Jefferson Co. puts expiration on bankruptcy plan to force credit

Jefferson Co. puts expiration on bankruptcy plan to force creditors' hands

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Source: WBRC Source: WBRC
JEFFERSON COUNTY, AL (WBRC) -

Jefferson County's plan to exit Chapter 9 bankruptcy has two weeks to live or the county may have to go back to the drawing board.

The commission voted Thursday to start the clock on backing out of the plan that was negotiated with creditors earlier this year.

The county will send out a notice Thursday afternoon to its creditors that says unless it takes more action, the bankruptcy exit plan will be torn up Nov. 4.

The plan was developed this past spring and counts on interest rates for the new sewer bonds the county would have to sell being a lot lower than they are today. Since the plan was announced those rates have increased and the amount the county says it needs to upgrade the sewer treatment plants and pipes has also gone up.

In total, there is a $350 million hole between the plan and what the county actually needs to make it successful. Commisioners unanimously say they've already raised rates as high as they think the ratepayers can handle and they're not budging.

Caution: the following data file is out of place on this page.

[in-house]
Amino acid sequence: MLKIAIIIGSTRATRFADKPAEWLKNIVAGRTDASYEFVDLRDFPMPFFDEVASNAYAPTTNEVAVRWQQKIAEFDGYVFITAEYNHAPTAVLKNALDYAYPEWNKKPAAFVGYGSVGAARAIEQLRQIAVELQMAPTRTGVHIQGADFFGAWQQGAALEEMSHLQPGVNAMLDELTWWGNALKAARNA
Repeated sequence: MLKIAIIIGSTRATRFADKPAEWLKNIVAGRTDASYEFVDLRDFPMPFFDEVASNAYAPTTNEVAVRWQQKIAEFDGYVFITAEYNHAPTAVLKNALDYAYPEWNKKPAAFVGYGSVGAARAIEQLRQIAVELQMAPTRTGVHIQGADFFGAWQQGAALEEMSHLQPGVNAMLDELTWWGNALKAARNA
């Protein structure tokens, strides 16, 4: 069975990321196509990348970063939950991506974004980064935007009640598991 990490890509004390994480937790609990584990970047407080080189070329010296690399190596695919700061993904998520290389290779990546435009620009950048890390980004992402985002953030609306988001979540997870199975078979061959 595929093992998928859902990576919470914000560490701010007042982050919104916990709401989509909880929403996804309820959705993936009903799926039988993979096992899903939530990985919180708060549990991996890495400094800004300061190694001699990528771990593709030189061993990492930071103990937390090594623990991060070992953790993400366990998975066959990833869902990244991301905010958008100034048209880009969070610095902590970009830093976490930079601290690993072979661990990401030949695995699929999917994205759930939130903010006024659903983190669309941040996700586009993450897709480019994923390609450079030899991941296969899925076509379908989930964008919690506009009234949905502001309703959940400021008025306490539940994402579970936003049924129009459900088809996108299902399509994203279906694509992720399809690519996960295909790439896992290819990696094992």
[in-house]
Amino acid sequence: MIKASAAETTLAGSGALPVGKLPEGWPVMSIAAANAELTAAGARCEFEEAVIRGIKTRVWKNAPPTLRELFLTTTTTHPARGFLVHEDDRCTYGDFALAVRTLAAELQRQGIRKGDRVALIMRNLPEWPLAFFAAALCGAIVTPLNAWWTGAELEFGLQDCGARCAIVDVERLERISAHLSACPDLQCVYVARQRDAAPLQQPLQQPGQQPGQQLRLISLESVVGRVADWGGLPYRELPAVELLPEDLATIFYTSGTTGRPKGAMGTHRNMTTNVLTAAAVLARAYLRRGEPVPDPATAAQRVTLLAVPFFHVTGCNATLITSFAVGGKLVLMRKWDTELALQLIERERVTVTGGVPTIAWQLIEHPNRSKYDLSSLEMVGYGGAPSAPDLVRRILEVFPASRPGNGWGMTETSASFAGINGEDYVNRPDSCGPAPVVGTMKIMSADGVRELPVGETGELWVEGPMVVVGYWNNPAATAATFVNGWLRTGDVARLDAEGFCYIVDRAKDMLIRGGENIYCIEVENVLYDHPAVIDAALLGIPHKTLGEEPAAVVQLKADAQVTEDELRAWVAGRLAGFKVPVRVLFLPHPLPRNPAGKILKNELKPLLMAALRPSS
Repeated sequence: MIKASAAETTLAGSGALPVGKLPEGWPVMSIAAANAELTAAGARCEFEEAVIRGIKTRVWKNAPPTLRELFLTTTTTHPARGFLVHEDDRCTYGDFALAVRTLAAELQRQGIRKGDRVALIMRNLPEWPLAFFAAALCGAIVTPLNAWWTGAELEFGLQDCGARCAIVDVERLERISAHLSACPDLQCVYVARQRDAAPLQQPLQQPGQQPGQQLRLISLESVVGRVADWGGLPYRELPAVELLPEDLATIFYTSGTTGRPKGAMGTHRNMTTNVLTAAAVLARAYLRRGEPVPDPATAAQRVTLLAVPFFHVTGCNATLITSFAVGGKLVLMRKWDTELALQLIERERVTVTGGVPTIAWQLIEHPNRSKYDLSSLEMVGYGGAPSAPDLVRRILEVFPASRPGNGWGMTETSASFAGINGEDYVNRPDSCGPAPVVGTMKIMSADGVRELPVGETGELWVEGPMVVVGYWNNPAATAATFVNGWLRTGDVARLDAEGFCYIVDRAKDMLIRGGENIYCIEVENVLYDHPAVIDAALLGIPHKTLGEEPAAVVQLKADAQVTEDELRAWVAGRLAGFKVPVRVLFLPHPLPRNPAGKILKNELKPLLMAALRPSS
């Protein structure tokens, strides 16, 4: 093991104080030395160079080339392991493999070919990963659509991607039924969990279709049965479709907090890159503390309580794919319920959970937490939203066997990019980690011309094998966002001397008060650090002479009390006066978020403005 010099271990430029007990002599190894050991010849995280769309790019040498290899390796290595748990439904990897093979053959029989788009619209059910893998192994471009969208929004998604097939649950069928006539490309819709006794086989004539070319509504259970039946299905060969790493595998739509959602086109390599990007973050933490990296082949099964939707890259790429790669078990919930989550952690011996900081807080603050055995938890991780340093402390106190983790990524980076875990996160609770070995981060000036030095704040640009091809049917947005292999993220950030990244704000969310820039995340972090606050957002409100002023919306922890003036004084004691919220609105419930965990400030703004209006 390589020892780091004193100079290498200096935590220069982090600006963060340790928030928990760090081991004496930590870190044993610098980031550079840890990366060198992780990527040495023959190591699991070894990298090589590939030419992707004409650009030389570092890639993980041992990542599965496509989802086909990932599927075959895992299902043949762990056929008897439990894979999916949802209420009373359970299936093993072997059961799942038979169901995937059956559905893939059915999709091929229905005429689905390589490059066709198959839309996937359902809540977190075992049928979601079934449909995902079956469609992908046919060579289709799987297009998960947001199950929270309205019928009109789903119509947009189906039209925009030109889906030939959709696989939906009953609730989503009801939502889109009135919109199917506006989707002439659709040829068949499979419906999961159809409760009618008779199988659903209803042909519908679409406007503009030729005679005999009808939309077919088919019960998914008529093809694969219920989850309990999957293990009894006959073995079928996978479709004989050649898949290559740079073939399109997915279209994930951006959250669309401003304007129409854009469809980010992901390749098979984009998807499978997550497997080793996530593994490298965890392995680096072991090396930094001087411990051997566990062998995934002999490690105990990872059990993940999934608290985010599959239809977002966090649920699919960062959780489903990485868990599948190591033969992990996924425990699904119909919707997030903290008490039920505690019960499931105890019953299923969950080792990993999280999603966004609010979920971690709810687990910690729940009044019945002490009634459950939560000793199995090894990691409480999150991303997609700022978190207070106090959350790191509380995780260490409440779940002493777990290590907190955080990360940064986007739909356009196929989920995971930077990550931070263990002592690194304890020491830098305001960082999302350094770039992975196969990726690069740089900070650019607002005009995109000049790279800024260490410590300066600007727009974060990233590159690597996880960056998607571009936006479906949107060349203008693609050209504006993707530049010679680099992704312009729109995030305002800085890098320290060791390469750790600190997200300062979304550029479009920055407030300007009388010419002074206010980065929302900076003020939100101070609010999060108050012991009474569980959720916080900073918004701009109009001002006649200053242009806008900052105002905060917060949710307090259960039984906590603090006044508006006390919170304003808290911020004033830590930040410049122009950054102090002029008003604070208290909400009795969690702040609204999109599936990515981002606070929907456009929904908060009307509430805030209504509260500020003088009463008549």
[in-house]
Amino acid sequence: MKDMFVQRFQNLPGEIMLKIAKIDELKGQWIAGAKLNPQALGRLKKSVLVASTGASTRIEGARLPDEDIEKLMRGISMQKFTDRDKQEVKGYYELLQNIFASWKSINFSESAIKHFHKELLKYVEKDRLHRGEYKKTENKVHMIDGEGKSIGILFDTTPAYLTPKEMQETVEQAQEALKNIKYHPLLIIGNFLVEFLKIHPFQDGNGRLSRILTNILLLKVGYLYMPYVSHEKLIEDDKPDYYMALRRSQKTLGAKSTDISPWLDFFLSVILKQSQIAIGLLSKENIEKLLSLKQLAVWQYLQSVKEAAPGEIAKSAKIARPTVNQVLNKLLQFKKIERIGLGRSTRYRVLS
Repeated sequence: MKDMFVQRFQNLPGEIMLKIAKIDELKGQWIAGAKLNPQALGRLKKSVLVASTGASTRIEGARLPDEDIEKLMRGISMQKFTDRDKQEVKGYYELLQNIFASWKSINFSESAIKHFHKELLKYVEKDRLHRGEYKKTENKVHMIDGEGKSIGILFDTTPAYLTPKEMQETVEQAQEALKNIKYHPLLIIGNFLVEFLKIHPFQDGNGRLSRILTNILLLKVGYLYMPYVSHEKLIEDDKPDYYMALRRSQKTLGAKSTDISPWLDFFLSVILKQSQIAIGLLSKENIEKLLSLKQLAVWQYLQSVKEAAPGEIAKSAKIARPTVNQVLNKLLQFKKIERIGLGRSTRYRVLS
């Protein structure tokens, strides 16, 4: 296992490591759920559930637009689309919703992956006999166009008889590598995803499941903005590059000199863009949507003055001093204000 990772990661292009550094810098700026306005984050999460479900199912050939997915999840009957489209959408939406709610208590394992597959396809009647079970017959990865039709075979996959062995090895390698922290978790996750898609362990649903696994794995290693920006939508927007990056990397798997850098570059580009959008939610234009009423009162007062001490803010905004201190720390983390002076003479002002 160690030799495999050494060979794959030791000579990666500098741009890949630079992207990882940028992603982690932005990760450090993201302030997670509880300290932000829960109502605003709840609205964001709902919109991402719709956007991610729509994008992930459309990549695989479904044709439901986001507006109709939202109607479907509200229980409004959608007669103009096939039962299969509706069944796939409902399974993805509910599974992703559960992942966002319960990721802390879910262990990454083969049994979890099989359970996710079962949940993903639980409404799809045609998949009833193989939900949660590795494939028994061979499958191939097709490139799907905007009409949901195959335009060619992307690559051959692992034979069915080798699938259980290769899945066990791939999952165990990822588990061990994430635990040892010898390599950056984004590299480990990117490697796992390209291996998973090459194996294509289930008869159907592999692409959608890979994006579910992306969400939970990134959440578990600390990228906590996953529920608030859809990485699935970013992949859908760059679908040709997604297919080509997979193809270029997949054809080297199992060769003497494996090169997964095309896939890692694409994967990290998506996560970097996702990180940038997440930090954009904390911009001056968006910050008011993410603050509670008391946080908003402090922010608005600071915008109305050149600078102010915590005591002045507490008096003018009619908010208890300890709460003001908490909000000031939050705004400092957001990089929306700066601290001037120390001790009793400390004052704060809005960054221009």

They say it's up to the county's creditors to fill in that gap with concessions, something none of those banks have been willing to do so far. Now, it's a lot like a game of chicken, with the clock running.

"I don't think people do anything 'til the last minute on negotiations. How many deals are done in the last second? We've just basically started the clock. Clock's running, we're not even in the fourth quarter...there's a two-minute warning that happened today. The time to get this deal is in the next two weeks. We're either gonna have a deal or we're gonna go to the mat," Jefferson County Commission President David Carrington said.

The county believes the banks want this Chapter 9 process to be over almost as much as they do. Commissioners Carrington and Jimmie Stephens are going to New York Monday to meet with creditors. They say meetings last week went well but now there's the pressure of the time limit.

If this pressure doesn't work, the county could enact what's called a cramdown, where they ask a judge to force creditors to accept a plan the county puts together. However, that could mean the bankruptcy would continue for another year to year and a half.

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